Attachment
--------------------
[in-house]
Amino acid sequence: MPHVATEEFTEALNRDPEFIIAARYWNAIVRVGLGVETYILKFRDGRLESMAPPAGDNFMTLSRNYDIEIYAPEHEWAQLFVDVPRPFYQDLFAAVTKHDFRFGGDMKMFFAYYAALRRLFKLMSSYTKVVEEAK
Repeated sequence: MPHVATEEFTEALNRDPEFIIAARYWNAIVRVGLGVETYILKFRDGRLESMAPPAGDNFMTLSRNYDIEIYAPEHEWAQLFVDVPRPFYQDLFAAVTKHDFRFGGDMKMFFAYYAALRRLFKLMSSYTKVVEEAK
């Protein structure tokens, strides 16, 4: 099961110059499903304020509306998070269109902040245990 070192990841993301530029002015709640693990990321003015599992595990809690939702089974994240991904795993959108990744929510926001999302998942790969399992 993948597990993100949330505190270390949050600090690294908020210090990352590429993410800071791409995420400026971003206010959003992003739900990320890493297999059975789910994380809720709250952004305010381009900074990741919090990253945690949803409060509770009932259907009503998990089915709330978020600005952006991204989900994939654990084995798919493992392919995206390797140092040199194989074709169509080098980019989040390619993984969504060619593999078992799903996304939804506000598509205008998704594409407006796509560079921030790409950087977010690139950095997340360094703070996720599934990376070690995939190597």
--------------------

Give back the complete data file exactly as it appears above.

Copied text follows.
[in-house]
Amino acid sequence: MPHVATEEFTEALNRDPEFIIAARYWNAIVRVGLGVETYILKFRDGRLESMAPPAGDNFMTLSRNYDIEIYAPEHEWAQLFVDVPRPFYQDLFAAVTKHDFRFGGDMKMFFAYYAALRRLFKLMSSYTKVVEEAK
Repeated sequence: MPHVATEEFTEALNRDPEFIIAARYWNAIVRVGLGVETYILKFRDGRLESMAPPAGDNFMTLSRNYDIEIYAPEHEWAQLFVDVPRPFYQDLFAAVTKHDFRFGGDMKMFFAYYAALRRLFKLMSSYTKVVEEAK
């Protein structure tokens, strides 16, 4: 099961110059499903304020509306998070269109902040245990 070192990841993301530029002015709640693990990321003015599992595990809690939702089974994240991904795993959108990744929510926001999302998942790969399992 993948597990993100949330505190270390949050600090690294908020210090990352590429993410800071791409995420400026971003206010959003992003739900990320890493297999059975789910994380809720709250952004305010381009900074990741919090990253945690949803409060509770009932259907009503998990089915709330978020600005952006991204989900994939654990084995798919493992392919995206390797140092040199194989074709169509080098980019989040390619993984969504060619593999078992799903996304939804506000598509205008998704594409407006796509560079921030790409950087977010690139950095997340360094703070996720599934990376070690995939190597």